Spectrum musicians make strong impression in varied chamber program

Tue Nov 07, 2017 at 11:08 am
By Wayne Lee Gay

Shostakovich’s Piano Trio No. 2 was performed by the Spectrum Chamber Music Society Monday night at Fort Worth Jefferson Unitarian Universalist Church.

For over thirty years, members of the Fort Worth Symphony Orchestra have quietly and persistently presented chamber music under the auspices of the Spectrum Chamber Music Society, an organization operating entirely independently of the Fort Worth Symphony Orchestra Association. Rather than a repertoire imposed on them by forces heavily weighed in terms of marketing and ticket sales, these hardy musicians perform music they choose, and music they love.

        Monday night, five outstanding members of the orchestra joined a colleague from a local college music faculty to present an intellectually stimulating and beautifully performed program at Fort Worth Jefferson Unitarian Universalist Church.

         The first half of the concert featured the unusual combination of viola (section player Daniel Sigale), clarinet (assistant principal Ivan Petruzziello), and piano (Richard Shuster of the faculty of Texas Woman’s  University) in Schumann’s Märchenerzählungen (“Fairy Tales”). The Schumann was paired with contemporary Hungarian composer György Kurtág’s  Hommage à Robert Schumann, composed for the same forces.

        The four movements of the Schumann suite possibly refer to the tales of Rumpelstiltskin, Rapunzel, and Sleeping Beauty, though these references are not necessary to enjoy and appreciate the romantic and lyrical sweep of this work. Clarinetist Petruzziello demonstrated a direct and beautiful tone with admirable control of volume and timbre even in the upper reaches of the register—qualities particularly evident in the third movement. Violist Sigale contributed a solid timbre while pianist Shuster handled the often thick, chordal piano part. All three were in top form for the broad melodic lines and swift, intricate passage-work of the final movement.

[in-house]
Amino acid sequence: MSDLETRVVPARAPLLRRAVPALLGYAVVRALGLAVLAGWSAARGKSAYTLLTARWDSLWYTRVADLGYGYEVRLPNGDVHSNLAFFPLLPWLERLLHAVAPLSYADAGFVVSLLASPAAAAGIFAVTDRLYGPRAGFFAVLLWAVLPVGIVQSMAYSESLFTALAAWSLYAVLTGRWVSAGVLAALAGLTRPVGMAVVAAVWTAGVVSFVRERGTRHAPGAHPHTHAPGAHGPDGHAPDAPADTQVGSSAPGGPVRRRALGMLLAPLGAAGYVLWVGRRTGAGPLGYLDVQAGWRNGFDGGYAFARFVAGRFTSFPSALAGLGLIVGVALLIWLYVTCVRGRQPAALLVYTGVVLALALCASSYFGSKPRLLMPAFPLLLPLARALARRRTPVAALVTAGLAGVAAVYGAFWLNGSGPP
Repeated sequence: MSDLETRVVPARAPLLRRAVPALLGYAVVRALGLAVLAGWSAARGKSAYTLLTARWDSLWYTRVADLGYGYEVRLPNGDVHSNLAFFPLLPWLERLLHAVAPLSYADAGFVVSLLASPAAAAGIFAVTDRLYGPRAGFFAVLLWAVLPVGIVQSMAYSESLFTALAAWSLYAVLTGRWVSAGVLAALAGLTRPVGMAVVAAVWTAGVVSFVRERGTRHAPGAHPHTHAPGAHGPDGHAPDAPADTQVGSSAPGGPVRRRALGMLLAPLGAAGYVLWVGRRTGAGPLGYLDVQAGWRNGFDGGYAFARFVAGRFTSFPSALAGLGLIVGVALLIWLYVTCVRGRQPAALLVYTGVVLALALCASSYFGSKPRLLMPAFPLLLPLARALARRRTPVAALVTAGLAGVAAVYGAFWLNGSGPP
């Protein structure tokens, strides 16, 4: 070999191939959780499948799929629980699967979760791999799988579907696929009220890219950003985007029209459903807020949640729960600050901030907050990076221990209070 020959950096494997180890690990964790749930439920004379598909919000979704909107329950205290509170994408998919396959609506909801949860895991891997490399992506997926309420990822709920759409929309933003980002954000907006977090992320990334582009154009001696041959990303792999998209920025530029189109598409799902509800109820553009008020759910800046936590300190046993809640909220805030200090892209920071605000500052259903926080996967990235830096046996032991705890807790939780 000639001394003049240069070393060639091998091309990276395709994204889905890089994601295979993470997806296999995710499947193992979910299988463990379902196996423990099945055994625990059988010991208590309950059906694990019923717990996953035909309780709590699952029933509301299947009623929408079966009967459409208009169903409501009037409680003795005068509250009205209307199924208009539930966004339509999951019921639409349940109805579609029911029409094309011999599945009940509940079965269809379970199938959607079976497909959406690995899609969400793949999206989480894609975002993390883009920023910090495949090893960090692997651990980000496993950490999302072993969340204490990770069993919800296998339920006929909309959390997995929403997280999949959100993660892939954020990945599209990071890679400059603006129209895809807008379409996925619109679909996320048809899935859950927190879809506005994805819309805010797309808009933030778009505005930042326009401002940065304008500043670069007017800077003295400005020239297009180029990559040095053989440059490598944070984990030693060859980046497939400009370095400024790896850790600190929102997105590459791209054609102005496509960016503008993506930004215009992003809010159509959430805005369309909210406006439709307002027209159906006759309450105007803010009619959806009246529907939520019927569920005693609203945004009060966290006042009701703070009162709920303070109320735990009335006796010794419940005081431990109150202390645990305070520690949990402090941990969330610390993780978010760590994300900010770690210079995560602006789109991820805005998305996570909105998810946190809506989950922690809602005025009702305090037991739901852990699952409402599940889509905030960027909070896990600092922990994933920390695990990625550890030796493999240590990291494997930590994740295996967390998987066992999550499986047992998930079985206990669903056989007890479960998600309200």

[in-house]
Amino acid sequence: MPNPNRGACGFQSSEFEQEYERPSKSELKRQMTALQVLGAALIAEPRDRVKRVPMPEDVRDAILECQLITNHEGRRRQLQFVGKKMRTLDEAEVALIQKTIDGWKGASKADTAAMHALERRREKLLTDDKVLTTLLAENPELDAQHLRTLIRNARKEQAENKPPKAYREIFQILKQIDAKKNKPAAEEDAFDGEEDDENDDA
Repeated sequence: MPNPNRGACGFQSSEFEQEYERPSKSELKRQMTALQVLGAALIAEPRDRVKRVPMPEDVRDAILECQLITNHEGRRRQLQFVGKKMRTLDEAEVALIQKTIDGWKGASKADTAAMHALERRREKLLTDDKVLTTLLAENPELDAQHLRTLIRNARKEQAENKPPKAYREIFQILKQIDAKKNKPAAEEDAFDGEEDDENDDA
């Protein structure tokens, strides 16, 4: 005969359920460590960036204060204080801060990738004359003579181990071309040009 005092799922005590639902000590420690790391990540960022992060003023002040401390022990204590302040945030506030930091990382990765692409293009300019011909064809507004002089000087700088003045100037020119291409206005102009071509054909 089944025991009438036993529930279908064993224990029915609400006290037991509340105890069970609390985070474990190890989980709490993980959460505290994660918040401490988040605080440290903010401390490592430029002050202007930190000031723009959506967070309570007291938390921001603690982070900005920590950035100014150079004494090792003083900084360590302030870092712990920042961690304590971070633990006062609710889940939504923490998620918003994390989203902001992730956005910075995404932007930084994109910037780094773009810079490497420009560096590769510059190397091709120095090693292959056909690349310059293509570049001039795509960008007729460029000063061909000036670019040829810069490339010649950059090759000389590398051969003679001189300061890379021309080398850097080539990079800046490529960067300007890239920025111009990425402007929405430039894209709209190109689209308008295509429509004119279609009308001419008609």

The resemblance of the Kurtág work to Schumann’s music is purely philosophical, and, to the casual listener, not at all audible. In these six movements, Kurtág presents swift, often surprising impressions inspired by Schumann’s famous alter-egos, with huge demands for precision within often complex rhythms.

Here, the violist takes on the greatest technical challenges, all of which were handled nicely by Sigale. The sixth and final movement, as lengthy as the other five put together, features variations over a repetitious piano ground and sets up a sense of mystery, similar in momentum to Ravel’s Bolero or the opening movement of Shostakovich’s Seventh Symphony, albeit much more succinctly. Here, the clarinetist sets aside his instrument to deliver a final stroke on a bass drum, in this case bringing to a close a brief but memorable musical moment.

        Fort Worth Symphony associate concertmaster Swan Lin joined the orchestra’s principal cellist Allan Steele and principal keyboardist Shields-Collins Bray after intermission to present a performance of Shostakovich’s Piano Trio No. 2 in E minor worthy of any stage in the world. Shostakovich here calls on a huge array of his favorite compositional techniques, including fugal counterpoint, variation technique, and wry, sometimes grotesque melodies.

These musicians clearly grasped the intensity of detail here, as well as the darkly grand arch of the work. The finest moment of many came in the third movement Largo, in which violin and cello weave a canonic lament over a piano foundation echoing Chopin’s Prelude in C minor. Violinist Lin’s muscular but attractive quality perfectly complemented cellist Steele’s resonant tone; pianist Bray was equally in command of the often dry, austere piano writing as well as the brief moments of Lisztian glitter. 

As always, this Spectrum concert exhibited the power of professional musicians motivated by the sheer love of studying and performing great music together.

Leave a Comment